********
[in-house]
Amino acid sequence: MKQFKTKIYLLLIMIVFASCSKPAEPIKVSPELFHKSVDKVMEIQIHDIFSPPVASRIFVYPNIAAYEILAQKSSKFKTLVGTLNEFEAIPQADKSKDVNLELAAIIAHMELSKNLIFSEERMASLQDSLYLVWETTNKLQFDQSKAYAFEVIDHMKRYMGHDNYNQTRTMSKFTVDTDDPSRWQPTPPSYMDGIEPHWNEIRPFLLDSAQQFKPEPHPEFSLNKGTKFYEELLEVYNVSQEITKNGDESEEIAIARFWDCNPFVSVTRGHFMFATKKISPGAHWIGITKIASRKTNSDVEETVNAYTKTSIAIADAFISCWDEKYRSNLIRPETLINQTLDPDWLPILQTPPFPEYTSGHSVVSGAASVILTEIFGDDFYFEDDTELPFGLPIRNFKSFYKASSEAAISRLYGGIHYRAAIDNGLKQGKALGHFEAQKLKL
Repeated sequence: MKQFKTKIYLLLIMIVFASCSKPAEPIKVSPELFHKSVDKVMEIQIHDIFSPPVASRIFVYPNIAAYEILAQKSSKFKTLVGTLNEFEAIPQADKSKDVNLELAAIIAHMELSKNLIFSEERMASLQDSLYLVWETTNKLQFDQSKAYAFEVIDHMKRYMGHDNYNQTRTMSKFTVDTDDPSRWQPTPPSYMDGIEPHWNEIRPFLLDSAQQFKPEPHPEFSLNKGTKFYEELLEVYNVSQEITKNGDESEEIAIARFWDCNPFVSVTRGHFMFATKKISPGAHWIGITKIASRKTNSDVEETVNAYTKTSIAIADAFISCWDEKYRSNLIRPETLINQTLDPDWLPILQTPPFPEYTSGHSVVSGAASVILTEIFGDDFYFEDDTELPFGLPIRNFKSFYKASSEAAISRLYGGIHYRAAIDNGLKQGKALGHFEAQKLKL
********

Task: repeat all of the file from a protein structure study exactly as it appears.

[in-house]
Amino acid sequence: MKQFKTKIYLLLIMIVFASCSKPAEPIKVSPELFHKSVDKVMEIQIHDIFSPPVASRIFVYPNIAAYEILAQKSSKFKTLVGTLNEFEAIPQADKSKDVNLELAAIIAHMELSKNLIFSEERMASLQDSLYLVWETTNKLQFDQSKAYAFEVIDHMKRYMGHDNYNQTRTMSKFTVDTDDPSRWQPTPPSYMDGIEPHWNEIRPFLLDSAQQFKPEPHPEFSLNKGTKFYEELLEVYNVSQEITKNGDESEEIAIARFWDCNPFVSVTRGHFMFATKKISPGAHWIGITKIASRKTNSDVEETVNAYTKTSIAIADAFISCWDEKYRSNLIRPETLINQTLDPDWLPILQTPPFPEYTSGHSVVSGAASVILTEIFGDDFYFEDDTELPFGLPIRNFKSFYKASSEAAISRLYGGIHYRAAIDNGLKQGKALGHFEAQKLKL
Repeated sequence: MKQFKTKIYLLLIMIVFASCSKPAEPIKVSPELFHKSVDKVMEIQIHDIFSPPVASRIFVYPNIAAYEILAQKSSKFKTLVGTLNEFEAIPQADKSKDVNLELAAIIAHMELSKNLIFSEERMASLQDSLYLVWETTNKLQFDQSKAYAFEVIDHMKRYMGHDNYNQTRTMSKFTVDTDDPSRWQPTPPSYMDGIEPHWNEIRPFLLDSAQQFKPEPHPEFSLNKGTKFYEELLEVYNVSQEITKNGDESEEIAIARFWDCNPFVSVTRGHFMFATKKISPGAHWIGITKIASRKTNSDVEETVNAYTKTSIAIADAFISCWDEKYRSNLIRPETLINQTLDPDWLPILQTPPFPEYTSGHSVVSGAASVILTEIFGDDFYFEDDTELPFGLPIRNFKSFYKASSEAAISRLYGGIHYRAAIDNGLKQGKALGHFEAQKLKL